The day that social media became the news: James Surowiecki on TED.com

Posted by: Tedstaff

On this pivotal day, as Americans tweet, blog, IM, and update our Facebook status about the election, we take a look at the event that first showed the world the power of user-created media. Journalist James Surowiecki pinpoints the moment when social media became an equal player in the world of news-gathering: the 2005 tsunami, when YouTube video, blogs, IMs and txts carried the news — and preserved moving personal stories from the tragedy. (Recorded February 2005 in Monterey, California. Duration: 16:59.)


Watch James Surowiecki’s talk from TED2005 on TED.com, where you can download this TEDTalk, rate it, comment on it and find other talks and performances from our archive of 300+ TEDTalks — including more talks about social change.

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Comments (2)

  • Dean Hovey commented on Dec 8 2008

    If it’s possible to have even less faith in “market forces” than pre-Crash, please place my name in that column.

    If the six remaining media owners cannot be trusted to disseminate the news we need to understand the world (and they clearly cannot), what alternatives remain? Certainly not more news empires. Independents, small and quirky as they may be, perhaps can provide what we need–but only if we sift the news ourselves. Our kids ought to be learning to be smarter consumers of the news, in any case; that is, they should be learning to be doubters, if not skeptics. [My generation ("we won't be fooled again"?) has let independent news slip through its fingers.]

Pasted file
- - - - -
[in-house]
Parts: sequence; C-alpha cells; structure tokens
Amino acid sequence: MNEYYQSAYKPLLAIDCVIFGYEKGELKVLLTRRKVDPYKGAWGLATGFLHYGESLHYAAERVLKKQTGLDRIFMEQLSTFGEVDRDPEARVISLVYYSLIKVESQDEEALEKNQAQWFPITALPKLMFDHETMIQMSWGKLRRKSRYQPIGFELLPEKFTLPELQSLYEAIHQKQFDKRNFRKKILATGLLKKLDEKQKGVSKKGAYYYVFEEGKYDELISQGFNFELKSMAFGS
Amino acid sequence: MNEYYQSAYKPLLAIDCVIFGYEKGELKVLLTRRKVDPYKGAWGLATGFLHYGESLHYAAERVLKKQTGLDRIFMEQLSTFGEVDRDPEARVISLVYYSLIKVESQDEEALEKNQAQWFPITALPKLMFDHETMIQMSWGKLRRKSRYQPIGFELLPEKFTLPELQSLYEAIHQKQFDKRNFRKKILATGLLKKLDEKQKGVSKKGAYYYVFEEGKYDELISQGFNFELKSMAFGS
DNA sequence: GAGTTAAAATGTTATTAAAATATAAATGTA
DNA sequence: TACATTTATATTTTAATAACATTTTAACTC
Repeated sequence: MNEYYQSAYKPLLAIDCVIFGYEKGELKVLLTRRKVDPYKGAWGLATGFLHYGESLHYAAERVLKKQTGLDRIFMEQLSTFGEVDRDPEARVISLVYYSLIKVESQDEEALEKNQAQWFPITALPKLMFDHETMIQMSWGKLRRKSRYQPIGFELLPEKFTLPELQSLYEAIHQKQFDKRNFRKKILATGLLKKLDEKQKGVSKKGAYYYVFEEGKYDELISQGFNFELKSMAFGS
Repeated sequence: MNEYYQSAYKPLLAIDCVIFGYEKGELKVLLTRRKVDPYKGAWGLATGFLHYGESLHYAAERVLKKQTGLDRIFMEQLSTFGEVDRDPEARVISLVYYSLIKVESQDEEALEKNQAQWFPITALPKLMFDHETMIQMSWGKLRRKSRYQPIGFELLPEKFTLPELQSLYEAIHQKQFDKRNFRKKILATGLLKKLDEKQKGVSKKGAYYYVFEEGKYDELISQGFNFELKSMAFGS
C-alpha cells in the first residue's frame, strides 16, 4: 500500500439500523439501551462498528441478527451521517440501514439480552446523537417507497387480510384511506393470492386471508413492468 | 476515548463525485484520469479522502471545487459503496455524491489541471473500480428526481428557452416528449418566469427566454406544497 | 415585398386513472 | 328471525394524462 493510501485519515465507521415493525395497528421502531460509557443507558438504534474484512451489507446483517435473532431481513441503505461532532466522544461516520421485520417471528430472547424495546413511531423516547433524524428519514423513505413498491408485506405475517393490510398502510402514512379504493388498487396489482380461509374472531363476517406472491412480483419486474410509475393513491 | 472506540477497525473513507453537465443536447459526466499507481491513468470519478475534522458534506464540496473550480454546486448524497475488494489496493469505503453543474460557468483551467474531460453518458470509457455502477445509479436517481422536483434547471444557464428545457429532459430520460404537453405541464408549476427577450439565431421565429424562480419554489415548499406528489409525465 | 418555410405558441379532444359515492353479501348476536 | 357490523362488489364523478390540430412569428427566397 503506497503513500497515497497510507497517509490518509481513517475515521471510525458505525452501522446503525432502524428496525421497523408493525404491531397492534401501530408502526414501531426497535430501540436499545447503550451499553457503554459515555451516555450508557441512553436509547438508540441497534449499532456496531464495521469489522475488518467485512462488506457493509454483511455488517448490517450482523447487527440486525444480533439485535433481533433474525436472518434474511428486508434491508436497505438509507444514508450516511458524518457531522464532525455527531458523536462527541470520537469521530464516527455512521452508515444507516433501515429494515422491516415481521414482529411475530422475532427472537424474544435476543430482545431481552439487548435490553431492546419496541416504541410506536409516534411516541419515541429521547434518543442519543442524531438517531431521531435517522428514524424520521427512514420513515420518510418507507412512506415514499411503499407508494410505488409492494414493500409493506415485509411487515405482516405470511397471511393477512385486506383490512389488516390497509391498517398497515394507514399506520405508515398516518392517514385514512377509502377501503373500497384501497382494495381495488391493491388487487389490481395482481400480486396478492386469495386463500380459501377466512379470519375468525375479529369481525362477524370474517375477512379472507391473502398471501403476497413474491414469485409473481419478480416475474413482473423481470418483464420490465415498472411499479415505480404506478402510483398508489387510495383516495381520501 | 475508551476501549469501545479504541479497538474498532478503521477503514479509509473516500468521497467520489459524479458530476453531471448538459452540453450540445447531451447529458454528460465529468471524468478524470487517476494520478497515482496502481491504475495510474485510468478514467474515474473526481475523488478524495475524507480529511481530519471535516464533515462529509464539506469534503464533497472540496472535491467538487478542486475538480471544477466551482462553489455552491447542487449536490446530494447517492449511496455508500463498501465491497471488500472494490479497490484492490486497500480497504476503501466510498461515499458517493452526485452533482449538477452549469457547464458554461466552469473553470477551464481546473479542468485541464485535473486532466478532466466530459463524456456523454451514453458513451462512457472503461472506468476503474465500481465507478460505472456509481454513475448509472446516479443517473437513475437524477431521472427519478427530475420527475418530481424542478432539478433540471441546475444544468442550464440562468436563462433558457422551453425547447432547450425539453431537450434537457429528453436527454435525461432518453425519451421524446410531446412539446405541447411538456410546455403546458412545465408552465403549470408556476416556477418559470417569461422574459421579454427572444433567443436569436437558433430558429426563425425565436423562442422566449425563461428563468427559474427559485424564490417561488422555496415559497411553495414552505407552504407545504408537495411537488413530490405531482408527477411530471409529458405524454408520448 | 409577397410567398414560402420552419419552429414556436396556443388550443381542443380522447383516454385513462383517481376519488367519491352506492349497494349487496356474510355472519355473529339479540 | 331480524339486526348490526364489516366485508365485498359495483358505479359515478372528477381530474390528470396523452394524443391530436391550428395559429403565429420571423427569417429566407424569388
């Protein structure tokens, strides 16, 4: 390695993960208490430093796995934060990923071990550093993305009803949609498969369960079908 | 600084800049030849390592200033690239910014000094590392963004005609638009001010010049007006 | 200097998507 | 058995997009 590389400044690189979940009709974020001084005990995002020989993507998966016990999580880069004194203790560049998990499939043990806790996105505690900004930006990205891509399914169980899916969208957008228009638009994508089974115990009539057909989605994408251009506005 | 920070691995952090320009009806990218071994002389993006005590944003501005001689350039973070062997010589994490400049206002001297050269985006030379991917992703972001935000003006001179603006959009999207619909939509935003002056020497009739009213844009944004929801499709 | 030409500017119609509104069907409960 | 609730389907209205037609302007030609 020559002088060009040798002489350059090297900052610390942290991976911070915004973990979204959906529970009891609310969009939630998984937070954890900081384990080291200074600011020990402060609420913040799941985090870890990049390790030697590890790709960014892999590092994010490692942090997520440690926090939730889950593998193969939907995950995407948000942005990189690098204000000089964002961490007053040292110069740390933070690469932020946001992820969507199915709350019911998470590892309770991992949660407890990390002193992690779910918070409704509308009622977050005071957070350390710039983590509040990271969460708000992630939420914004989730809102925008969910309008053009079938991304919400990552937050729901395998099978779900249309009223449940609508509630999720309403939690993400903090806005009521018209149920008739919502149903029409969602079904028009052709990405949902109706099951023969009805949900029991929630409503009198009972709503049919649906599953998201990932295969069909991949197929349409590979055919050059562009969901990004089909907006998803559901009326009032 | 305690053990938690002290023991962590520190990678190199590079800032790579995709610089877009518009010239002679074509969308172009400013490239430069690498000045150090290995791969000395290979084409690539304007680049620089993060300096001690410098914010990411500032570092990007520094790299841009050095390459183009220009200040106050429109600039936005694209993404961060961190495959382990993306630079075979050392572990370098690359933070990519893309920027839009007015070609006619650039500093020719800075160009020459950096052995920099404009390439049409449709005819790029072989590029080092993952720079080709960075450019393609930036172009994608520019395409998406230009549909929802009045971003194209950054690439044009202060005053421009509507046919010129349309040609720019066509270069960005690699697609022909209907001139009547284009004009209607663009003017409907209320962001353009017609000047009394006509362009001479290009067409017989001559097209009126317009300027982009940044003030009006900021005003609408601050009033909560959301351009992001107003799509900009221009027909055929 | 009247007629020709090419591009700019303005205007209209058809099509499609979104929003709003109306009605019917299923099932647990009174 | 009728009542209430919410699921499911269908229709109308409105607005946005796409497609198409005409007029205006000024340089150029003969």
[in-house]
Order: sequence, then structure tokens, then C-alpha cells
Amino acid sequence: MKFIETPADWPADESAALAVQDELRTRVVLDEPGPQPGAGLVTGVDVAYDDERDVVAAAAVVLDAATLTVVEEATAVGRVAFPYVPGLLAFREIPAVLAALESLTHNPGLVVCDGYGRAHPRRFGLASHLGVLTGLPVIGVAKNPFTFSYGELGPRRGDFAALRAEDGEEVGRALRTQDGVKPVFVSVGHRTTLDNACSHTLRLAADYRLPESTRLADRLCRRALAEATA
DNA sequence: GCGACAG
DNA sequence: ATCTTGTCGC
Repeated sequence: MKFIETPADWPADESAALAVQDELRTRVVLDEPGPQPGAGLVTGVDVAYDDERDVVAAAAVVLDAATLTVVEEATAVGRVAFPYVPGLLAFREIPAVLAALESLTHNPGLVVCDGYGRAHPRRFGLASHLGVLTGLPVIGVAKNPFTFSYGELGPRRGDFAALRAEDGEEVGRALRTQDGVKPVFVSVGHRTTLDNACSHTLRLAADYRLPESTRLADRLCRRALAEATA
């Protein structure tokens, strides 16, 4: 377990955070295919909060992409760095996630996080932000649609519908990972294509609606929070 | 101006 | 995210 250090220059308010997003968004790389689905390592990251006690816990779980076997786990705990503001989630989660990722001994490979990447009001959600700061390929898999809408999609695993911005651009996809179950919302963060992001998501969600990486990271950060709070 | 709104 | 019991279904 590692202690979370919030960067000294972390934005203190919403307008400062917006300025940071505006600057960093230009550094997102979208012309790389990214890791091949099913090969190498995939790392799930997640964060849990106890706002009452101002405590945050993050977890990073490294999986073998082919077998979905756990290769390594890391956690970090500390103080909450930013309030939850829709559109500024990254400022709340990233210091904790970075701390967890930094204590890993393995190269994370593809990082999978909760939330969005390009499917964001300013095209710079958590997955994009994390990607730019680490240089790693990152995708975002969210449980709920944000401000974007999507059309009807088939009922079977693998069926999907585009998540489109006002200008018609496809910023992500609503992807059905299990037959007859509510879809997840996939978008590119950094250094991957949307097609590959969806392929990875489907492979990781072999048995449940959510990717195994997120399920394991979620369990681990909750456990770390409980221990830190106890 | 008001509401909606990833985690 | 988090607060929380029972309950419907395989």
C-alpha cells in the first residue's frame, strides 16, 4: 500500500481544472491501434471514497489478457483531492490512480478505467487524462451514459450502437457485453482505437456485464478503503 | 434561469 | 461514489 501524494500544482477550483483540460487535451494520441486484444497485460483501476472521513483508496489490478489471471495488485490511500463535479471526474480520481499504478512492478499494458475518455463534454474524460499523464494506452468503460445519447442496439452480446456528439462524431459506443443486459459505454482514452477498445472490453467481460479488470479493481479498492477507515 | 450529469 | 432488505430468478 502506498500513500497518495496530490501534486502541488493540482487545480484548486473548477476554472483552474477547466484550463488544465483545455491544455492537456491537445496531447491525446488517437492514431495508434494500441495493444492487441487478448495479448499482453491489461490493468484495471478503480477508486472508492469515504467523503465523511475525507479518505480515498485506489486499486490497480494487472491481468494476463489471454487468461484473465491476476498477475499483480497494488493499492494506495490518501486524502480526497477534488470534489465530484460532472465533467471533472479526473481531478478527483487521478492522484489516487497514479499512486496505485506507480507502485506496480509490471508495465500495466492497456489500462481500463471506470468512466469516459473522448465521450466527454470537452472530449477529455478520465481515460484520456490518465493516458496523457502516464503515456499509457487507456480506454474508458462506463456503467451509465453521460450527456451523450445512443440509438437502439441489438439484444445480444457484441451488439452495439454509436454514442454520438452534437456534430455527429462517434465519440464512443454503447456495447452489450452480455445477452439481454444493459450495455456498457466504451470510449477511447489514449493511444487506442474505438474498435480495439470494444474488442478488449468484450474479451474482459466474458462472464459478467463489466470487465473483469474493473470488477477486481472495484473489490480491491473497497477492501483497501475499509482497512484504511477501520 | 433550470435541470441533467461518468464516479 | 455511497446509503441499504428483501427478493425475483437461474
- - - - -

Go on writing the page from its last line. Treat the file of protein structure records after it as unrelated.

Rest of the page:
A multiplicity of sources, through which we sift our news for reliability and relevance, is not such a bad thing. Of course, it takes effort. If “market forces” or “peer pressure” dictate that we take our news homogenized, as now, I’m sure television technology no doubt will accommodate that direction. In any case, the splintering of the old markets has been going on for a long time now; for just as long, media seers have been predicting that a public accustomed to ultra-thin slices of reality would lose all sense of the “commons,” from where (presumably) the three networks and the major print media monitored our world and chose their representative samplings.

    Surely (I hope), YouTube, FaceBook, and MySpace are never going to replace the late-lamenteds, Walter Cronkite and Dan Rather, and neither (if we’re lucky) will reincarnations of the three networks.

  • David Lockman commented on Dec 6 2008

    When the eventual shakeout occurs in the social media space, it will leave behind a lot of unsuccessful experiments, just like the first dot-com bubble did when it finally burst. If a social media / citizen news service can’t provide reliable, useful information, it’s simply not going to survive. People eventually vote with their feet (or mouse clicks) when they are served nothing but rubbish. We may be seeing the beginnings of that turning point, in the coverage of the tragic events in Mumbai last week. Either market forces or peer pressure (probably both) will eventually shape citizen journalism into a trustworthy source of news. But I don’t expect it to happen overnight, not even in Internet Time.